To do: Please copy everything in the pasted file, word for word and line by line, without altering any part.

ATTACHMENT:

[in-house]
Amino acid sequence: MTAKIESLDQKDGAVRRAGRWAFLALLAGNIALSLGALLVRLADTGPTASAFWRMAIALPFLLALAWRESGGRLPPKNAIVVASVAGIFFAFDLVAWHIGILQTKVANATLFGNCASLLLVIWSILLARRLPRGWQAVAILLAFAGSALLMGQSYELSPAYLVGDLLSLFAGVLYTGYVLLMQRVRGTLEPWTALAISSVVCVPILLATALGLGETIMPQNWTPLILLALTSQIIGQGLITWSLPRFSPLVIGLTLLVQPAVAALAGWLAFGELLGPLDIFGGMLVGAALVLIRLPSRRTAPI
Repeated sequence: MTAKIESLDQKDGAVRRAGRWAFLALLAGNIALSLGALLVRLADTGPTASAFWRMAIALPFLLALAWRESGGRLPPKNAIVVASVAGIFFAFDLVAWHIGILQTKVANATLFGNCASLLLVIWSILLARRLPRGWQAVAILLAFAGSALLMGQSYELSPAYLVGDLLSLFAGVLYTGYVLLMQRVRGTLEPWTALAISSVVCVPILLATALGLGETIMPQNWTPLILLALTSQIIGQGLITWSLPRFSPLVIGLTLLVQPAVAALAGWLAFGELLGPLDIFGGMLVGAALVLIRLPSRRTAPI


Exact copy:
[in-house]
Amino acid sequence: MTAKIESLDQKDGAVRRAGRWAFLALLAGNIALSLGALLVRLADTGPTASAFWRMAIALPFLLALAWRESGGRLPPKNAIVVASVAGIFFAFDLVAWHIGILQTKVANATLFGNCASLLLVIWSILLARRLPRGWQAVAILLAFAGSALLMGQSYELSPAYLVGDLLSLFAGVLYTGYVLLMQRVRGTLEPWTALAISSVVCVPILLATALGLGETIMPQNWTPLILLALTSQIIGQGLITWSLPRFSPLVIGLTLLVQPAVAALAGWLAFGELLGPLDIFGGMLVGAALVLIRLPSRRTAPI
Repeated sequence: MTAKIESLDQKDGAVRRAGRWAFLALLAGNIALSLGALLVRLADTGPTASAFWRMAIALPFLLALAWRESGGRLPPKNAIVVASVAGIFFAFDLVAWHIGILQTKVANATLFGNCASLLLVIWSILLARRLPRGWQAVAILLAFAGSALLMGQSYELSPAYLVGDLLSLFAGVLYTGYVLLMQRVRGTLEPWTALAISSVVCVPILLATALGLGETIMPQNWTPLILLALTSQIIGQGLITWSLPRFSPLVIGLTLLVQPAVAALAGWLAFGELLGPLDIFGGMLVGAALVLIRLPSRRTAPI